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Mali Islamists step up threats as France pushes for war

By Tiemoko Diallo

BAMAKO (Reuters) - Al Qaeda-linked Islamists in Mali threatened on Saturday to "open the doors of hell" for French citizens if France kept pushing for a war to retake the rebel-held north.

The renewed threats against French hostages and expatriates came ahead of a summit of French-speaking nations in Congo, where President Francois Hollande was expected to urge the rapid deployment of an African-led force to rout the Islamists.

The U.N. Security Council called on Friday for an intervention plan to be drawn up within 45 days after passing a French-drafted resolution to revive attempts to end the crisis.

"If he continues to throw oil on the fire, we will send him the pictures of dead French hostages in the coming days," said Oumar Ould Hamaha, a spokesman for Islamist group MUJWA, in an apparent reference to four French nationals seized in neighboring northern Niger in 2010.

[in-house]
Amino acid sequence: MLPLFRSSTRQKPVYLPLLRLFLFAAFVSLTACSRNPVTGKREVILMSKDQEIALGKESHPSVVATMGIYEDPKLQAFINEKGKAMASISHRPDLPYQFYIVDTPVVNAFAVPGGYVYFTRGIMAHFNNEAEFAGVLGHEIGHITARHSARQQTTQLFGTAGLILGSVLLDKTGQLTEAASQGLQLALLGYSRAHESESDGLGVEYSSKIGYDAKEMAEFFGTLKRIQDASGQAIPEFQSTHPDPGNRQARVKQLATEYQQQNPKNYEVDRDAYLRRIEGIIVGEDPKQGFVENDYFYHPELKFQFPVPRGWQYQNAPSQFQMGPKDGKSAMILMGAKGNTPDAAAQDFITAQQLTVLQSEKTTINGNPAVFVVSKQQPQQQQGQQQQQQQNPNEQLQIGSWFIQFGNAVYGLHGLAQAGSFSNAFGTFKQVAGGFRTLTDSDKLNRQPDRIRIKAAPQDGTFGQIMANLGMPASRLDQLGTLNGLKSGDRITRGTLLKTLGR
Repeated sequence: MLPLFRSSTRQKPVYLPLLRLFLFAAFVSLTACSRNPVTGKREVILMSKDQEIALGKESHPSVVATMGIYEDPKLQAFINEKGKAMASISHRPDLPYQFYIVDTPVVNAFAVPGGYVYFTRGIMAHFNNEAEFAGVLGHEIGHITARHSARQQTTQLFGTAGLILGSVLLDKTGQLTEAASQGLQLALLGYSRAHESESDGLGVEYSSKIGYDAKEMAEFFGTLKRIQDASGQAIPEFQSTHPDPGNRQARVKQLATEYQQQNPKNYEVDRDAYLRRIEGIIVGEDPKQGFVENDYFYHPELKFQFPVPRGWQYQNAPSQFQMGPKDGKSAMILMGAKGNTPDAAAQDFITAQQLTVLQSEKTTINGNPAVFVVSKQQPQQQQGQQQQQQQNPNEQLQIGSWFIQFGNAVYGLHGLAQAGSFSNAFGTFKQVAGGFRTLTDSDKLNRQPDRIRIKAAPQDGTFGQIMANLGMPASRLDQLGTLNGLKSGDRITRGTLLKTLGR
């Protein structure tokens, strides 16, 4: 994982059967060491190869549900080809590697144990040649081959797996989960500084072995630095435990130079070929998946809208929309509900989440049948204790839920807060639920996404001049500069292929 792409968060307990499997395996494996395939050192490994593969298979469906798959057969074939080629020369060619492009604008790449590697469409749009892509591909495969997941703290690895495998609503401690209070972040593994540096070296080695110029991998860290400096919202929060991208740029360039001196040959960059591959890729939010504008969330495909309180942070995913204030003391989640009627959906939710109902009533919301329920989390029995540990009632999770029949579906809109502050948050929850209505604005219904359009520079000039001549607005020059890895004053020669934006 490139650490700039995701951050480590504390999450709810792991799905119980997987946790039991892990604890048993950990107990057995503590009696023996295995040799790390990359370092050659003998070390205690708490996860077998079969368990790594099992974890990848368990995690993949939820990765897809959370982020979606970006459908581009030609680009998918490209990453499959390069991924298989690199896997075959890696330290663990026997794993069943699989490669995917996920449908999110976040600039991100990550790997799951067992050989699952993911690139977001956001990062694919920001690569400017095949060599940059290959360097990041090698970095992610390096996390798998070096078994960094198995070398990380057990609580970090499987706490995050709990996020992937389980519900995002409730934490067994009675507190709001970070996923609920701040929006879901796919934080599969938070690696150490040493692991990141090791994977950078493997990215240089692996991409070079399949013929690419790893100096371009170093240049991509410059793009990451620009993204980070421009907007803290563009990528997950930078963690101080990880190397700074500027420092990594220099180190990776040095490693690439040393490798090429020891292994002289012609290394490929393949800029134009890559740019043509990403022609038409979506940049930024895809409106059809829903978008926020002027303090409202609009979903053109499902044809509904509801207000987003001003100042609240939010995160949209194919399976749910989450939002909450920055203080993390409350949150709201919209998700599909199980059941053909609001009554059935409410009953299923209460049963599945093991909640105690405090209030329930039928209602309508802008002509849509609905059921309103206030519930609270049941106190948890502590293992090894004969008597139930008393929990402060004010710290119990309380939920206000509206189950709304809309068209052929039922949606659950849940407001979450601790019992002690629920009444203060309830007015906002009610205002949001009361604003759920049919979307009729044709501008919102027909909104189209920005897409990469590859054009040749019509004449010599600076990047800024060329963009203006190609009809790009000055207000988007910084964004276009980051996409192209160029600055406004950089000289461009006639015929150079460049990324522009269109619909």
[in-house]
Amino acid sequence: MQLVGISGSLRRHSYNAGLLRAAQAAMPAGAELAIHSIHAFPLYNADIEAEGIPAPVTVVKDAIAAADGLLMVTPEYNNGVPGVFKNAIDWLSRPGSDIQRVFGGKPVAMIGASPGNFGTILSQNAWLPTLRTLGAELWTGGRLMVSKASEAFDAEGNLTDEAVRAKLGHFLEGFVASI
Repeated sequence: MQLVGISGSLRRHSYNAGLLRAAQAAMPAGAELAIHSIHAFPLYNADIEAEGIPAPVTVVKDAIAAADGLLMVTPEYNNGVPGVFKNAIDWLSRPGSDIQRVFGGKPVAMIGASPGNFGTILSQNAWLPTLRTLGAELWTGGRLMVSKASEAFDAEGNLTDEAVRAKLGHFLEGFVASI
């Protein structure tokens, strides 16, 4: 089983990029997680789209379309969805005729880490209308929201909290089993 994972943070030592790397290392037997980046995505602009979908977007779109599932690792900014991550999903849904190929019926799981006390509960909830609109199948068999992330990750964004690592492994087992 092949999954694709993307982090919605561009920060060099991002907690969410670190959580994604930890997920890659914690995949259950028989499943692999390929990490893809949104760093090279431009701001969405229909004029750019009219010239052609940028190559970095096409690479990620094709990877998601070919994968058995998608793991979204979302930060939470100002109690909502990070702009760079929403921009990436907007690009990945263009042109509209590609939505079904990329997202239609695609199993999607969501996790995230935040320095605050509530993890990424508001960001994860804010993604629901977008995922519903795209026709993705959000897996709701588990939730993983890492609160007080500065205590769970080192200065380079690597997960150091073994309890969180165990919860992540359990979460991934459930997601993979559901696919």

"He will not be able to count the bodies of French expatriates across West Africa and elsewhere," Hamaha said by telephone.

MUJWA is among the Islamist groups that have controlled the northern two-thirds of Mali since fighters swept the territory in April following a coup in the capital Bamako.

Regional and western powers are now mulling an intervention to retake the zone, with former colonial ruler France seeking swift military action by regional bloc ECOWAS.

The U.N. Security Council urged African regional groups and the United Nations to come up with an intervention plan, which it could then consider.

Al Qaeda's north African wing has threatened repeatedly to kill French hostages if Paris tries to mount a military intervention in Mali.

Seven workers for French firm Areva were seized in northern Niger in 2010, and all but four have since been released.

Hamaha said that Islamists in the Sahara desert were largely funded by ransom payments from France and other western nations

"The top country who finances the jihadis is France," he said, adding that MUJWA could try to kidnap Hollande himself. "I wonder what the international community would say if we took the French president hostage."

(Writing by Richard Valdmanis; Editing by Matthew Tostevin)

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